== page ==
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Will the Price Be Right for Upfront Buyers?

May 25, 2008  •  Post A Comment

Media buyers are waiting to get a fix on how much television networks are looking to increase prices before jumping into advertising deals after this month’s upfront presentations.
Buyers and sellers said they were unsure when negotiations would start in earnest. Some said they expect broadcast deals to be made this week. Others said the market might drag out longer.
The peculiar economics of TV advertising, wherein fewer viewers can translate into higher ad prices, are likely to come into play again this year. Fewer ratings points available for sale restricts supply, and as long as demand remains constant, prices can rise.
With broadcast ratings down more than 14% overall, the networks have been hinting they would seek double-digit increases in the price sponsors pay for ads on a cost-per-thousand viewers basis, or CPM. But with the shaky economy likely to tighten marketing budgets, buyers say their clients won’t stand for that level of inflation.
“We’re just very concerned about the pricing, in addition to our mixes and our extensions and everything else,” said Andy Donchin, director of broadcast at Carat.
He said conversations between buyers and the network are in progress. And while there probably have been some deals struck, he hasn’t heard any specific conversations about price yet.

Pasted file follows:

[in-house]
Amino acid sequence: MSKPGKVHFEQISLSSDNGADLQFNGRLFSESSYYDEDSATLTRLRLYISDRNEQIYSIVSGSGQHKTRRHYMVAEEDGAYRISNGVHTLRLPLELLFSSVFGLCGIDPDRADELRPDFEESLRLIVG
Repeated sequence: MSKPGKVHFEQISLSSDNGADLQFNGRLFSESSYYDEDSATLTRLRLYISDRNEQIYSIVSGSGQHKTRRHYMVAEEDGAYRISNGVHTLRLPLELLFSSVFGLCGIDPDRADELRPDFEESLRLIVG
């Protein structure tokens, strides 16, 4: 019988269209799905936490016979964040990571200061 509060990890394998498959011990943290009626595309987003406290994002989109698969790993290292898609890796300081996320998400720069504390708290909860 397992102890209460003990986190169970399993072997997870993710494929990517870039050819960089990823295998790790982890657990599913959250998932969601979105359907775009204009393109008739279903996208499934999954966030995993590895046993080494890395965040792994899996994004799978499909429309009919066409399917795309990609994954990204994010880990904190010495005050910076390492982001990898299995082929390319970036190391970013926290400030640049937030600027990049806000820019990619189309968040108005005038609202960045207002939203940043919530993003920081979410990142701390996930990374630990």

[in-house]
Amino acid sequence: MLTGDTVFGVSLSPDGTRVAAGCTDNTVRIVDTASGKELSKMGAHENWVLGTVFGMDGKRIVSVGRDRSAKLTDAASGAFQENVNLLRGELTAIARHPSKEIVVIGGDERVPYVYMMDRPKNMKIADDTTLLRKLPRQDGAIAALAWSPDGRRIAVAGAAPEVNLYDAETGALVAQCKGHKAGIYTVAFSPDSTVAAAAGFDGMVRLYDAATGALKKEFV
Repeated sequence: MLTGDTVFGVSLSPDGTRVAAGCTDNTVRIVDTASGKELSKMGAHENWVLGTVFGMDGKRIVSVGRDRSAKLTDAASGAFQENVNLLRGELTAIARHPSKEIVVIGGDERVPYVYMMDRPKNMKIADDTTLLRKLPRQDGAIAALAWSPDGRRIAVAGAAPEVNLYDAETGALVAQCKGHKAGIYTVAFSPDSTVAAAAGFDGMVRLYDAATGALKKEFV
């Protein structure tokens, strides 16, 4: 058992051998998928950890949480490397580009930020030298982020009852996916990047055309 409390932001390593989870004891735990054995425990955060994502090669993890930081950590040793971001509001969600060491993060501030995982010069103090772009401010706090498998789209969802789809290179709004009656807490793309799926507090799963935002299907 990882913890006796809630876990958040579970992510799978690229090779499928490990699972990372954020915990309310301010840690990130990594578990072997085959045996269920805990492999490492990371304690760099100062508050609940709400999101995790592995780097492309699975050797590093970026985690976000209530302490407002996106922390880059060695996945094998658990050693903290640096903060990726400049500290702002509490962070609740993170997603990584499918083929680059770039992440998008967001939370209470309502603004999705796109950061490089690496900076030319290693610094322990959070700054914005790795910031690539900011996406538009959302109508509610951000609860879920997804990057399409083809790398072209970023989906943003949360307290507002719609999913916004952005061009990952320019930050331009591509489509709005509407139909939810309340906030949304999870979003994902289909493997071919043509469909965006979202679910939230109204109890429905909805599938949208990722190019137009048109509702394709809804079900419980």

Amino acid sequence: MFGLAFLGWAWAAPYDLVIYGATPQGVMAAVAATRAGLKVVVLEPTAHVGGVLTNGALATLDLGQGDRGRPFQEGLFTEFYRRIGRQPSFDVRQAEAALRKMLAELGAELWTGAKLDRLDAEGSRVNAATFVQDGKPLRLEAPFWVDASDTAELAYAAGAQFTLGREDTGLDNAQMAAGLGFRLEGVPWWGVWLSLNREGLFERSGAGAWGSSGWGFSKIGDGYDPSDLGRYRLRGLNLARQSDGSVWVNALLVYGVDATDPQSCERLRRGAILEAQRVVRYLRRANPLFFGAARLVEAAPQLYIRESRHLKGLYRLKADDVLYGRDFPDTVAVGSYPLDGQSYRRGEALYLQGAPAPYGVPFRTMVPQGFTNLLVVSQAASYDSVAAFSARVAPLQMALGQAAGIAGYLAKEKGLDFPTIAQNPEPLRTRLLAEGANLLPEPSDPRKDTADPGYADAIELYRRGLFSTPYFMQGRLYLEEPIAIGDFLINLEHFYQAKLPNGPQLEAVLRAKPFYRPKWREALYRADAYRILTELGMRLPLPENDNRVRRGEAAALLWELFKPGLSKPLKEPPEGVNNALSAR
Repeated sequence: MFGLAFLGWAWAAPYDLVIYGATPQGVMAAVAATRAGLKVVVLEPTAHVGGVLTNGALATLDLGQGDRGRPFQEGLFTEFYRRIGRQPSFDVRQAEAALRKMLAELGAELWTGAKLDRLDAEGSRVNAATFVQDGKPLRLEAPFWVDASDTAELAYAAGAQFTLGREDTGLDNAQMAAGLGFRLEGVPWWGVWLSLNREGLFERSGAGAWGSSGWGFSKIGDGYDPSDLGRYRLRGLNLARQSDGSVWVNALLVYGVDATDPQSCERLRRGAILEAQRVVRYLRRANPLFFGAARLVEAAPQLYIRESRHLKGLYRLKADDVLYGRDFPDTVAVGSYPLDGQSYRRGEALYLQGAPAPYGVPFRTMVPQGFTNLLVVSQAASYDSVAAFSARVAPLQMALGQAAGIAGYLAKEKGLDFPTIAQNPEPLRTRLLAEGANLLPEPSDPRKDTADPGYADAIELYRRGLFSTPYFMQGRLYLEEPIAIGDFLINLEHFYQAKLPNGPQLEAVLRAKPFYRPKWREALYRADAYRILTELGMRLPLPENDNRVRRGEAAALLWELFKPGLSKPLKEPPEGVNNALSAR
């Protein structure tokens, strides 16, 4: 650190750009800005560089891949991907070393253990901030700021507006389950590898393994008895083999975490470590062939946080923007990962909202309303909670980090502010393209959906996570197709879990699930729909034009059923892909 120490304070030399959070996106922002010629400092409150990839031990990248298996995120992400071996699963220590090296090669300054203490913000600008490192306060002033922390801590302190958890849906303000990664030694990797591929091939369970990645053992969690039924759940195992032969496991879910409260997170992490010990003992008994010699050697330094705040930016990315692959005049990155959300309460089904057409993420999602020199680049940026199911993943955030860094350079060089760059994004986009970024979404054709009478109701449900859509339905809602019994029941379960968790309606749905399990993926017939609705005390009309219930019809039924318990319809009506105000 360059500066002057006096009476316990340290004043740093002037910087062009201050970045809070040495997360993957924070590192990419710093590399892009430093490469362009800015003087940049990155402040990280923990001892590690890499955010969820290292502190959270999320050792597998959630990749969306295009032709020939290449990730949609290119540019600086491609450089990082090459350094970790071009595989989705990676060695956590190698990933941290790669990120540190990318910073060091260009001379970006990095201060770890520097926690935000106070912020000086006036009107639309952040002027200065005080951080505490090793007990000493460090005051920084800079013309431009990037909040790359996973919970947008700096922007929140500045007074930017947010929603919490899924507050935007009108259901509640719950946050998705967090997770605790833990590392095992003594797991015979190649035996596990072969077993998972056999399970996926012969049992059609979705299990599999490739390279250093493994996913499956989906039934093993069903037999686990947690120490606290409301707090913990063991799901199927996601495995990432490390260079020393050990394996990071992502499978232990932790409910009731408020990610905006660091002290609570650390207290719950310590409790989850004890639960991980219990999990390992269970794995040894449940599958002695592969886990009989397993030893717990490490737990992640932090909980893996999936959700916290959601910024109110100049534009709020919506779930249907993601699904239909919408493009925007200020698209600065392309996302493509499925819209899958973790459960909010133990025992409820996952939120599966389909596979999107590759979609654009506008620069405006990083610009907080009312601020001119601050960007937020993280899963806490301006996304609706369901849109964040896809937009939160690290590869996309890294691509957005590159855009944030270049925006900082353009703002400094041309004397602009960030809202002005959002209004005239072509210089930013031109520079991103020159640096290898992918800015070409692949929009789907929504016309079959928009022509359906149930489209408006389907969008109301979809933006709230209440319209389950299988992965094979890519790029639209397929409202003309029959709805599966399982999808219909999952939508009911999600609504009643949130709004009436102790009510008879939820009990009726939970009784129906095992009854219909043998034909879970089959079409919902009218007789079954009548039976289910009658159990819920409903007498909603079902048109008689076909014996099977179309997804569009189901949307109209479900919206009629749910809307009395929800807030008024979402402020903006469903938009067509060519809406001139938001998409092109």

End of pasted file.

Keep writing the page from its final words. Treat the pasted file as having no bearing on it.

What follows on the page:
“We’ll go in and see what we can do and adjust accordingly if we’re not happy with some of the results,” he said. “We may go in with a certain plan of how we want to spend our money, but we have options within television.”
Media agency Starcom and Hallmark Channel last week announced what may be the first official deal of the upfront. Many of Starcom’s clients will be on both Hallmark’s regular channel and its new Hallmark Movie Channel in high definition.
Terms of the deal were not disclosed, but industry estimates were that the transaction is worth $10 million, up 50% from the network’s deal with Starcom last year.
To get that big an increase in volume, networks often have to accept a smaller increase in CPMs, but Hallmark officials declined to comment on financial questions about the deal.
It was unclear how much of an effect Hallmark’s opening salvo would have on the larger market.
“One deal doesn’t make a marketplace,” Mr. Donchin said. “Sometimes it’s not the best time to go early, but being last may not be good either.”
But an early deal can set a direction.
Merrill Lynch analyst Jessica Ref Cohen, in a report earlier this month, expected ad dollars in the upfront to decline from last year, with price increases for broadcast network topping out at about 4%.

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